In the year following passage of the Formosa Resolution the Joint Chiefs of Staff filed into Eisenhower’s office five times requesting authority to detonate nuclear weapons on China. The world is fortunate that in Eisenhower, a victorious theater commander, there was a president who knew how to say no to senior officers. He did so and it is clear today that the requests for recourse to nuclear war were completely unjustified. There would be no thought of such a thing now either; only perhaps a recourse to overwhelming strength in conventional military capabilities.
Should there be a Biden administration, it must make its position clear on the independence of Taiwan and international access to Chinese waters. And it must be clear and believable that it will do the necessary to prevent such misconduct.
While we are contemplating deterrence of Chinese misbehavior, all of the countries of the world with any notion of self-defense, with American strategists leading them, should be completing a deterrence of a Chinese repetition of the release into the world of the coronavirus.
As was mentioned in this space last week, the Chinese scored a decisive victory over the rest of the world by its almost certainly deliberate viral assault on us all. If there is any repetition of such a provocation the United States should be prepared lead the world in a counter-infection of China with an equally, but not more, disabling virus.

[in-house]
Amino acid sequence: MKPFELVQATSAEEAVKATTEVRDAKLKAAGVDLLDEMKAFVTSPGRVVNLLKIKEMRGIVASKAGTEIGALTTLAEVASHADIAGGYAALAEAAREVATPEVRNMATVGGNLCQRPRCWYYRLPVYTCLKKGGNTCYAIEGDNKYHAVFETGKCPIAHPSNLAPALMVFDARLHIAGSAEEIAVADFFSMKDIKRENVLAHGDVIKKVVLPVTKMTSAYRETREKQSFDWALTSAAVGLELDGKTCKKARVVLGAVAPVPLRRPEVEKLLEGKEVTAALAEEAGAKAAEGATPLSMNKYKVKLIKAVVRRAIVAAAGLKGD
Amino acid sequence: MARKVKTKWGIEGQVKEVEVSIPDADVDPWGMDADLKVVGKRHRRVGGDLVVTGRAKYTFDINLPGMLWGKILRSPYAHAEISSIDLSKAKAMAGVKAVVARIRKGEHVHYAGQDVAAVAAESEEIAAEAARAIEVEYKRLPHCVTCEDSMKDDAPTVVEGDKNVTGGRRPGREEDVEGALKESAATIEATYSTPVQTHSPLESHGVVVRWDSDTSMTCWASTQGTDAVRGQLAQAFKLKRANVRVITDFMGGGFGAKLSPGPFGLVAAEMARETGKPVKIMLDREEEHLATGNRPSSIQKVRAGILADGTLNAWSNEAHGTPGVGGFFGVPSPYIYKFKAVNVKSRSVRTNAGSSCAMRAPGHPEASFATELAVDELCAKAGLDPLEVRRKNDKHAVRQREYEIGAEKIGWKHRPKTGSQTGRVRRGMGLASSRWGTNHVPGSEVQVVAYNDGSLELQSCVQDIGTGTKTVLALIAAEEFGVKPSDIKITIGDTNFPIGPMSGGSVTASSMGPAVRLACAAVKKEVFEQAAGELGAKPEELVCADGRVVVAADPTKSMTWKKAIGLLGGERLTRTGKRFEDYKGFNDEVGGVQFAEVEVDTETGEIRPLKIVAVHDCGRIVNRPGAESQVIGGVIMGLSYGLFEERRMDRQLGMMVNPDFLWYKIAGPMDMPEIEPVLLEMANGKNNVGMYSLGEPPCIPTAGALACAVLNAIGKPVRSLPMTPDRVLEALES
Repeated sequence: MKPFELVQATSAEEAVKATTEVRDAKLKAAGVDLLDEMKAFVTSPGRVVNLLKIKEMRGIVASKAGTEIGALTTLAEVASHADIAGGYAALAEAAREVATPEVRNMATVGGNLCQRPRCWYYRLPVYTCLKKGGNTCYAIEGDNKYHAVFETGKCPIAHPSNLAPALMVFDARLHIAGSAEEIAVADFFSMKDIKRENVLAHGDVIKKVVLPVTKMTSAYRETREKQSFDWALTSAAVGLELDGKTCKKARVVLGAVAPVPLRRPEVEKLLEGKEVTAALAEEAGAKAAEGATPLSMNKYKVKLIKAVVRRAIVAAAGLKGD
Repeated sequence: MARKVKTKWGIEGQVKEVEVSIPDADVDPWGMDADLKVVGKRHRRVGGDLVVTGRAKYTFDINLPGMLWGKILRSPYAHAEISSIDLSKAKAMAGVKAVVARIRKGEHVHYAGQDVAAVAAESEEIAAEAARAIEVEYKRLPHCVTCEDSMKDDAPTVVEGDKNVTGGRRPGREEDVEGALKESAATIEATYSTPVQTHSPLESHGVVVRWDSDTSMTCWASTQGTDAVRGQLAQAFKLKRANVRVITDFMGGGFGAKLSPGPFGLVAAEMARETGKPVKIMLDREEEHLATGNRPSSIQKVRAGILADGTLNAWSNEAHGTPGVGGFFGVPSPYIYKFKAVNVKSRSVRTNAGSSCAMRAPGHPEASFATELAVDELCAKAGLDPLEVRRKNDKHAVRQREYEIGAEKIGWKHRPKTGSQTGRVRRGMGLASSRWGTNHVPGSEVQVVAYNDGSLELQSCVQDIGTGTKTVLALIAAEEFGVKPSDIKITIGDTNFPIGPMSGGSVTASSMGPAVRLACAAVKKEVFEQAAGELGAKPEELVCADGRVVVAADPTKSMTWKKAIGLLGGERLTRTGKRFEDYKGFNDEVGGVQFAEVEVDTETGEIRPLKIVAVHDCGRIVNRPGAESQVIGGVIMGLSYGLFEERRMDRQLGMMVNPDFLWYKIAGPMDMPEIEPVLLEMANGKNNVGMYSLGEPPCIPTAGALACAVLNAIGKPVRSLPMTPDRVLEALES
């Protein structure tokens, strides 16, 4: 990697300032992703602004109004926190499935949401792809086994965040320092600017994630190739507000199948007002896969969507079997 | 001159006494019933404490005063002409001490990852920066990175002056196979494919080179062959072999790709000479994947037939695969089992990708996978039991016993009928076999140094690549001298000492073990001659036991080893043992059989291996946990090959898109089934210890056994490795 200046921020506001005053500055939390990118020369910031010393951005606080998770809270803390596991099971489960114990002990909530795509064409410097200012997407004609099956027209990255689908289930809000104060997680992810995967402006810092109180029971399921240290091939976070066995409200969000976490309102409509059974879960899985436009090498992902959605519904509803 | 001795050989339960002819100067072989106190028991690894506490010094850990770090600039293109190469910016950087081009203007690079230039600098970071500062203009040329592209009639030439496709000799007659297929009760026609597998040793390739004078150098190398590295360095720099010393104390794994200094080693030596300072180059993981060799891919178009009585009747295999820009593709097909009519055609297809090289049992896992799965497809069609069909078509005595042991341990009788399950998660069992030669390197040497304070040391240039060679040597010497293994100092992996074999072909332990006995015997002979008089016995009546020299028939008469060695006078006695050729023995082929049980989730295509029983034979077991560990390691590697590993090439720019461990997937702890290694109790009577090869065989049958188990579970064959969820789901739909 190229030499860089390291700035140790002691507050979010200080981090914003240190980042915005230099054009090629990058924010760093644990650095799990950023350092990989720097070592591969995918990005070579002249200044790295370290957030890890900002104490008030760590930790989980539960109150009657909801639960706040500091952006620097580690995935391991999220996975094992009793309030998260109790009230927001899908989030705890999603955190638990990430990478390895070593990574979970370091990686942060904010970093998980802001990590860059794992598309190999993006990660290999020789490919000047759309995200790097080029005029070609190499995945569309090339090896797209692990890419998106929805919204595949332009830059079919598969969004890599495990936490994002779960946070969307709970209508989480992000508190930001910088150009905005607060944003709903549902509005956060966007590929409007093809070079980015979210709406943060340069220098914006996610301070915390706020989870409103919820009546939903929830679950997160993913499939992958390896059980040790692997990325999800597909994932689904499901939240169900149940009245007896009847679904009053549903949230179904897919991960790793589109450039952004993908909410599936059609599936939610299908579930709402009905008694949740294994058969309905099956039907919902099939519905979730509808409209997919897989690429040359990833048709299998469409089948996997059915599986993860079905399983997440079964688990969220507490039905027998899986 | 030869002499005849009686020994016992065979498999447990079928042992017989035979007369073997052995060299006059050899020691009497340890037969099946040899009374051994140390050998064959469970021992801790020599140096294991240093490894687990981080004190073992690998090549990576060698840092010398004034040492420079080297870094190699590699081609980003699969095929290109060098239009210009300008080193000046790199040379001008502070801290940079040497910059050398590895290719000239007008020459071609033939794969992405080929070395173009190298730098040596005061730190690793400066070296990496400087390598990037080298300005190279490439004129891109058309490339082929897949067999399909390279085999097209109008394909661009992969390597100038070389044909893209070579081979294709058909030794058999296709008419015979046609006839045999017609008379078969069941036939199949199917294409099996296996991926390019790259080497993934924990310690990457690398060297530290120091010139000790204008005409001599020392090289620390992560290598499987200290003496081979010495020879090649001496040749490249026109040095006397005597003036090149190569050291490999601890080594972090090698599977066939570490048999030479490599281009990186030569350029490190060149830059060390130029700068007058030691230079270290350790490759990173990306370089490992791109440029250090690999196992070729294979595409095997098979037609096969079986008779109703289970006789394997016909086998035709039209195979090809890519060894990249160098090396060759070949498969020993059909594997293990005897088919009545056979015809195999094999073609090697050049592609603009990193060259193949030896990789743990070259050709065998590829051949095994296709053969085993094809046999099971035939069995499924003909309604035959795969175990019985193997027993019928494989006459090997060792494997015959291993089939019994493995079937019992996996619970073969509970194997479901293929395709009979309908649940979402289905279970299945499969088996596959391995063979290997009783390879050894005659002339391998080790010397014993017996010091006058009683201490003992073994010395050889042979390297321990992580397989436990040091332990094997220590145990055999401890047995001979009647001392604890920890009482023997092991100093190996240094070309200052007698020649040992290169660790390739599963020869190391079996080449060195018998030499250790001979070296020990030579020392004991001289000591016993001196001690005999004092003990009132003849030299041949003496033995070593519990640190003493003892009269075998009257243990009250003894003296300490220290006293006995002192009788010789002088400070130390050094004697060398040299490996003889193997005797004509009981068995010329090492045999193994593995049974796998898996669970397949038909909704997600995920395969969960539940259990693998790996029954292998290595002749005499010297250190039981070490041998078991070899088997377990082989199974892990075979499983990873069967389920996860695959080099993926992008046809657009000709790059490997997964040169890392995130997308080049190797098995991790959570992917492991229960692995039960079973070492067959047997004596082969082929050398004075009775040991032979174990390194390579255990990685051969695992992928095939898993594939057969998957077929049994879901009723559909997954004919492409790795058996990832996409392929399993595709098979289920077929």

This is bacteriological war which all civilized countries of the world are pledged to avoid, and it cannot be tolerated with impunity again. China, and the rivalries of nations generally, will not await a less acrimonious state of American politics before testing the American will to defend its national interest.
In the light of recent events it is small wonder that China may have some curiosity about the political stability of the United States. On that point at least, their minds should be set at ease.
Conrad Black has been one of Canada’s most prominent financiers for 40 years, and was one of the leading newspaper publishers in the world. He’s the author of authoritative biographies of Franklin D. Roosevelt and Richard Nixon, and, most recently, “Donald J. Trump: A President Like No Other,” which has been republished in updated form.
Views expressed in this article are the opinions of the author and do not necessarily reflect the views of The Epoch Times.